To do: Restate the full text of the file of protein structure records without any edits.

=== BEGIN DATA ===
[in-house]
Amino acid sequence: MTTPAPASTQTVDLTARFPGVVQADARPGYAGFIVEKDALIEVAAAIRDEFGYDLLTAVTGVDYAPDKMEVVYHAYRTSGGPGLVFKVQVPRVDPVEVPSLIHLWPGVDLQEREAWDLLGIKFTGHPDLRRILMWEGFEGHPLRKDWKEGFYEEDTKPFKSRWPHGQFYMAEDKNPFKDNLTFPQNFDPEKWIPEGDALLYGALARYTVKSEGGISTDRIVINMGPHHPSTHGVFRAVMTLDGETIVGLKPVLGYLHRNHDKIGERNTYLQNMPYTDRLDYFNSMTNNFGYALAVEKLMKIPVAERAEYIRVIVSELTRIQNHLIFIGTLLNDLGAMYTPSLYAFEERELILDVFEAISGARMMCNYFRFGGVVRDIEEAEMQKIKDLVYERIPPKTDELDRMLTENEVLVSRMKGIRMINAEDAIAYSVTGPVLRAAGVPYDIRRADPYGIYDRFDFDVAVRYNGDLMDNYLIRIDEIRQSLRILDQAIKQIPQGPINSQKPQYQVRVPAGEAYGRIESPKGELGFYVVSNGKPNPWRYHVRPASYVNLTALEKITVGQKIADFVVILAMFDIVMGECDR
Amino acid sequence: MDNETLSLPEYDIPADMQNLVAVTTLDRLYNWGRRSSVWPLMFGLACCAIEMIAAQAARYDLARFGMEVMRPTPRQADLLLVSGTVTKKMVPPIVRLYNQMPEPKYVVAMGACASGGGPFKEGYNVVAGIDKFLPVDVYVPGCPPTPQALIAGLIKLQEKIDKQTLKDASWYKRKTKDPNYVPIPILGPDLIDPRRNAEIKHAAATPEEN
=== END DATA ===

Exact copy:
[in-house]
Amino acid sequence: MTTPAPASTQTVDLTARFPGVVQADARPGYAGFIVEKDALIEVAAAIRDEFGYDLLTAVTGVDYAPDKMEVVYHAYRTSGGPGLVFKVQVPRVDPVEVPSLIHLWPGVDLQEREAWDLLGIKFTGHPDLRRILMWEGFEGHPLRKDWKEGFYEEDTKPFKSRWPHGQFYMAEDKNPFKDNLTFPQNFDPEKWIPEGDALLYGALARYTVKSEGGISTDRIVINMGPHHPSTHGVFRAVMTLDGETIVGLKPVLGYLHRNHDKIGERNTYLQNMPYTDRLDYFNSMTNNFGYALAVEKLMKIPVAERAEYIRVIVSELTRIQNHLIFIGTLLNDLGAMYTPSLYAFEERELILDVFEAISGARMMCNYFRFGGVVRDIEEAEMQKIKDLVYERIPPKTDELDRMLTENEVLVSRMKGIRMINAEDAIAYSVTGPVLRAAGVPYDIRRADPYGIYDRFDFDVAVRYNGDLMDNYLIRIDEIRQSLRILDQAIKQIPQGPINSQKPQYQVRVPAGEAYGRIESPKGELGFYVVSNGKPNPWRYHVRPASYVNLTALEKITVGQKIADFVVILAMFDIVMGECDR
Amino acid sequence: MDNETLSLPEYDIPADMQNLVAVTTLDRLYNWGRRSSVWPLMFGLACCAIEMIAAQAARYDLARFGMEVMRPTPRQADLLLVSGTVTKKMVPPIVRLYNQMPEPKYVVAMGACASGGGPFKEGYNVVAGIDKFLPVDVYVPGCPPTPQALIAGLIKLQEKIDKQTLKDASWYKRKTKDPNYVPIPILGPDLIDPRRNAEIKHAAATPEEN